BEIJING, Aug. 22 (Xinhua) -- China's efforts in afforestation and nature conservation have substantially increased carbon storage, mitigating climate change in the first two decades of this century, according to an international research team.
From 2000 to 2020, the country's contribution to climate mitigation via Natural Climate Solutions (NCSs) amounted to 600 million tonnes of CO2 equivalents each year, offsetting 8 percent of the mean annual fossil CO2 emissions in the same period, according to a recent study published in the journal Nature Climate Change.
The NCSs include carbon reduction strategies such as planting trees, and restoring grasslands, wetlands and farmland.
For the first time, scientists from China, France, the United States and the United Kingdom have estimated China's historical mitigation capacity of its conservation projects in the 2000-2020 period.
The results echoed a 2019 finding published in Nature Sustainability showing that at least 25 percent of the foliage expansion since the early 2000s globally came in China, based on data from NASA satellites.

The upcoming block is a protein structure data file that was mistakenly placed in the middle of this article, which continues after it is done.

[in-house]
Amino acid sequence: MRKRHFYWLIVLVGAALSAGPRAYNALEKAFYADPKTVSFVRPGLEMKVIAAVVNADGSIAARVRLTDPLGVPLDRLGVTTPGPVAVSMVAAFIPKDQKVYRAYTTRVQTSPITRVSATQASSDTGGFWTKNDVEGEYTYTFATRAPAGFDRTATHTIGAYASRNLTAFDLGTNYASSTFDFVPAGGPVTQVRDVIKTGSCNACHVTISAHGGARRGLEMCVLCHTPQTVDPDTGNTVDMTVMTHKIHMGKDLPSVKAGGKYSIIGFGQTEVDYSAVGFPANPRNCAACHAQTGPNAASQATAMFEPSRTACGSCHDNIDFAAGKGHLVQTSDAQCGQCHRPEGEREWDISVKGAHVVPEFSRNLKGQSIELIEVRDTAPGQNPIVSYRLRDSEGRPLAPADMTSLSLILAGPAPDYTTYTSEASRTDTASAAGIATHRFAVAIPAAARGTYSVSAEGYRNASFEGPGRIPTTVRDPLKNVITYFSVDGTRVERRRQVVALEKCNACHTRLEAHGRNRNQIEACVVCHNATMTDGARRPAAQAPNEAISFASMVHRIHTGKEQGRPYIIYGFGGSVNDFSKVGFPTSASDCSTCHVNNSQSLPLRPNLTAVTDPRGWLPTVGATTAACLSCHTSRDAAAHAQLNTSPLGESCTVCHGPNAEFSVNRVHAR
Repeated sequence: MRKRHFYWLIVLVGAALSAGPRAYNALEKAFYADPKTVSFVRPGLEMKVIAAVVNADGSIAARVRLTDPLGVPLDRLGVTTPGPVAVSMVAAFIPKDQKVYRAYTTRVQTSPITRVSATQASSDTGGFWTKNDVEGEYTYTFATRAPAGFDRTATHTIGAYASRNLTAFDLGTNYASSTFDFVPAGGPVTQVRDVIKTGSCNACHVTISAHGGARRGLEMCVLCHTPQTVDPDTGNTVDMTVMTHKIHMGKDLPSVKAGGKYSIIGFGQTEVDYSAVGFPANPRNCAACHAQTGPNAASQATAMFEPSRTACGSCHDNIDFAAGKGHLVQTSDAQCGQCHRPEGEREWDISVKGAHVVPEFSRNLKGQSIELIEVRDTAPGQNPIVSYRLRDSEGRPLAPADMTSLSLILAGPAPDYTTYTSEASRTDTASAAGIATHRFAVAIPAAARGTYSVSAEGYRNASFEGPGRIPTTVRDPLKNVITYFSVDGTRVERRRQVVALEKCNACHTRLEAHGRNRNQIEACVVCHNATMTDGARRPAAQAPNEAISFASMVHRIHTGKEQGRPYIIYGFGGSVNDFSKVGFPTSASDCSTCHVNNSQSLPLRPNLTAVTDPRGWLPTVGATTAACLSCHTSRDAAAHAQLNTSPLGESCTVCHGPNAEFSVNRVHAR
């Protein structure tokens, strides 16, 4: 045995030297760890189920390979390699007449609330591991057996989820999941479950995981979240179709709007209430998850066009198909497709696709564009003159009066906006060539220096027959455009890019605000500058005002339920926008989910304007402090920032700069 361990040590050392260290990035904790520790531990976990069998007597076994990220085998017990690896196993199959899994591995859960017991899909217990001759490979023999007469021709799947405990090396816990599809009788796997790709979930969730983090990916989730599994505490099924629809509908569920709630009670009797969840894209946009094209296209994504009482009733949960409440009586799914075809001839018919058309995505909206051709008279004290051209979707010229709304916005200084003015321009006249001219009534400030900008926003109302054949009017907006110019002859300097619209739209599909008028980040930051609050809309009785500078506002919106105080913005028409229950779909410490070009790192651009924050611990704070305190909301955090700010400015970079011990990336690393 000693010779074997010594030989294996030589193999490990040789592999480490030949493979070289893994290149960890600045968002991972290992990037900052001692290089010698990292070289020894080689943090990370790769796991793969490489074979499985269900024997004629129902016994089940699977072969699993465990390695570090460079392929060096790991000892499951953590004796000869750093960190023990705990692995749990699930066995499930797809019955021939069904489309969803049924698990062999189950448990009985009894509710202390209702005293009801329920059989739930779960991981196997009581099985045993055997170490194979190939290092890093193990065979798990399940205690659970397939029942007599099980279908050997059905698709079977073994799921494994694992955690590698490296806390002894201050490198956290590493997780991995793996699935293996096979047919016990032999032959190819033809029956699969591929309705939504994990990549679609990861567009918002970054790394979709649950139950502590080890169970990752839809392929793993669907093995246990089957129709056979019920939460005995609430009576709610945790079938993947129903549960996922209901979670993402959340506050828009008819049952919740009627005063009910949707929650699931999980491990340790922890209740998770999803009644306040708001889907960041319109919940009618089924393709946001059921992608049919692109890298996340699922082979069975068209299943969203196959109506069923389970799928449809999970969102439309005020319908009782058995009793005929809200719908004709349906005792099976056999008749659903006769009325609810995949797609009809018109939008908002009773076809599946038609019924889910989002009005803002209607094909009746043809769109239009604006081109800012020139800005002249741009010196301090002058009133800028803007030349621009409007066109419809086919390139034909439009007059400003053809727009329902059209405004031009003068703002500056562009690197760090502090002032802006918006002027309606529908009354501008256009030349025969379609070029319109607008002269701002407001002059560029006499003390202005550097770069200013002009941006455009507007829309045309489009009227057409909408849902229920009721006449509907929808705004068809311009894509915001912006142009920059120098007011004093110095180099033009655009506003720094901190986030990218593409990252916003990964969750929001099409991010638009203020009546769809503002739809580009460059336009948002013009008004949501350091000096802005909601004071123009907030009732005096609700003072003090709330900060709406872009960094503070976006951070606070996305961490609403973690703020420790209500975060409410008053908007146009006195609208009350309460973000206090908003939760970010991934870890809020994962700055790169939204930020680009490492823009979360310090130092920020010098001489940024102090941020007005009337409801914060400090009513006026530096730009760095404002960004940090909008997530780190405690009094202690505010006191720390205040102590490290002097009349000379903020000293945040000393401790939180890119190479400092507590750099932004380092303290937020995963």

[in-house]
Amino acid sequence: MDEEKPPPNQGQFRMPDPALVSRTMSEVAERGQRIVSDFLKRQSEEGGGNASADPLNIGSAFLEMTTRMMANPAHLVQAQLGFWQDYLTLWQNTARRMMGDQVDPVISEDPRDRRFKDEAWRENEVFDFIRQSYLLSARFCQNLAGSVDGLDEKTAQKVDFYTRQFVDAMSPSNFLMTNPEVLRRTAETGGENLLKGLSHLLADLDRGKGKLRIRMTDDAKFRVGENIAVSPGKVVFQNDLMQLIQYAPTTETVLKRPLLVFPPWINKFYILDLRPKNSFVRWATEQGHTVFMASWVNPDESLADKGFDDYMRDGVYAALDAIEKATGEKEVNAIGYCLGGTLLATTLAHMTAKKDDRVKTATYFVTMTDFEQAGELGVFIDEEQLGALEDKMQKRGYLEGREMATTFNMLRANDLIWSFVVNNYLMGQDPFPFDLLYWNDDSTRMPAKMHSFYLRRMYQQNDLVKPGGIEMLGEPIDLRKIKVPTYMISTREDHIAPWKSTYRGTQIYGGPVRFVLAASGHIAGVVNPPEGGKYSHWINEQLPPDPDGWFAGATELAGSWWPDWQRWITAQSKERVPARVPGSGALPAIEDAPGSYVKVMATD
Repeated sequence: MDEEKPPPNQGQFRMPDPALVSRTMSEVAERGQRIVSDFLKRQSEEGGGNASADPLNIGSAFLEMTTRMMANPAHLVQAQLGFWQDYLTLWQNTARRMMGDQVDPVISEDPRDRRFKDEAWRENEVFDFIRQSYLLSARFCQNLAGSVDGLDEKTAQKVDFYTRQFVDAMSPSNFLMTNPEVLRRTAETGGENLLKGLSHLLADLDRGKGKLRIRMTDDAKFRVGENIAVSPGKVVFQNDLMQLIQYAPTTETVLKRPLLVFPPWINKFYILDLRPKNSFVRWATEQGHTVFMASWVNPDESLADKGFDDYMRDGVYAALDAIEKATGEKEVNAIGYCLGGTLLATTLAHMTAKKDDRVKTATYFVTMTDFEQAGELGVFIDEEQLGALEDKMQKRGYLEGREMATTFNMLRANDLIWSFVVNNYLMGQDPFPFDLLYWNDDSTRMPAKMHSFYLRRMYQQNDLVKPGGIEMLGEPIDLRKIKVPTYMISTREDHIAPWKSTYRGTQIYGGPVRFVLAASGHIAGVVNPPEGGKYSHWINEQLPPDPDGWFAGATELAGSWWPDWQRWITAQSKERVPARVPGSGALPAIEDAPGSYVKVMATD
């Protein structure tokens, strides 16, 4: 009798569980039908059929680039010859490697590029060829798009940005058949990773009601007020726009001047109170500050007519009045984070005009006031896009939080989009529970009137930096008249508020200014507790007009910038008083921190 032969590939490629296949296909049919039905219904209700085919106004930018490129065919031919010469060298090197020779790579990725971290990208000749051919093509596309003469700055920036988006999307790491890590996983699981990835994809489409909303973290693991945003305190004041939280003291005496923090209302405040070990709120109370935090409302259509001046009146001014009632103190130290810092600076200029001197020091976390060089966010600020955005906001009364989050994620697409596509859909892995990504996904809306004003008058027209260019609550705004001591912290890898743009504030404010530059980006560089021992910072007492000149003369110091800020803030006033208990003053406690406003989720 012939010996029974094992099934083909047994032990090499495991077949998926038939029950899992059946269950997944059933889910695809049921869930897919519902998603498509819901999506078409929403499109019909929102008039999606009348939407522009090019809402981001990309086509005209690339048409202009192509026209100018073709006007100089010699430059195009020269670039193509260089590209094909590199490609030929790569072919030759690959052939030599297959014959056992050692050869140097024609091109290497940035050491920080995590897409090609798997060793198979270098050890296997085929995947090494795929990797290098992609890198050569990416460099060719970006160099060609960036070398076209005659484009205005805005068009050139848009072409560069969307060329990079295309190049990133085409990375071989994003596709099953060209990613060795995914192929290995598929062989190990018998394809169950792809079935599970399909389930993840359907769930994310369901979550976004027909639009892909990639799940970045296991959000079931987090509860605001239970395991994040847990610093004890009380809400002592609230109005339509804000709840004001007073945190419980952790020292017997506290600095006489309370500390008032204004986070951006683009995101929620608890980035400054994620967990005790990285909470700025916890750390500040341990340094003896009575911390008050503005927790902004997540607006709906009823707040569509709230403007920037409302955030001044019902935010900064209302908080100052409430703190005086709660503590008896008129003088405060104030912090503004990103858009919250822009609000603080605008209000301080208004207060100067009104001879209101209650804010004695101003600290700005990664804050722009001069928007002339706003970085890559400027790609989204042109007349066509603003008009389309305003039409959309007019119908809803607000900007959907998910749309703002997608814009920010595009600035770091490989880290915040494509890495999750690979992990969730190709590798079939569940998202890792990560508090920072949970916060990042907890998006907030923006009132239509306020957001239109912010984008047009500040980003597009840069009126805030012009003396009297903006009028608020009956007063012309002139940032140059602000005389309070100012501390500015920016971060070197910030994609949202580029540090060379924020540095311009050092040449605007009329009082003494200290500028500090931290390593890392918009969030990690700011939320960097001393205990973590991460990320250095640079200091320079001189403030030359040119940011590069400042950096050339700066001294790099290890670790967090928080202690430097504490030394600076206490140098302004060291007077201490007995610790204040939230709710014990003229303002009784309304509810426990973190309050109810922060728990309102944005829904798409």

China's contribution to the global greening trend comes significantly from its forest conservation and expansion initiatives, accounting for about 42 percent of the contribution to greening.
About 64 million hectares of trees have been planted in China over the past decade. The country's forest coverage has now reached 23.04 percent, up 2.68 percentage points from 2012.
In the recent study, the researchers also predicted the potential future during 2020-2030 and 2020-2060 by conservation, restoration and improvement of the management of forests, croplands, grasslands and wetlands.
China's achievable mitigation potential in the 2020s is estimated to be as high as 600 million tonnes, a level similar to that in the United States and much higher than in Canada, according to the study.
It added that from 2020 to 2060, NCSs in China might help seal up 1 billion tonnes more CO2 equivalents.
Some initial measures adopted by China to prevent soil erosions and increase grain yields turned out to be beneficial for climate mitigation, said Lyu Nan, with the Chinese Academy of Sciences, who is the paper's first author.
Irrigation management in rice paddies has reduced methane emissions and the economizing of nitrogen fertilizer has cut nitrous oxide emissions, Lyu added. Both methane and nitrous oxide are important greenhouse gases.
"The potentials of carbon reduction by technology are narrowing as its cost continues to rise," said Fu Bojie, the paper's corresponding author from the Chinese Academy of Sciences.
"However, NCSs can play an increasingly significant role in achieving the goal of carbon neutrality," Fu added.
China has announced that it will strive to peak carbon dioxide emissions by 2030 and achieve carbon neutrality by 2060. ■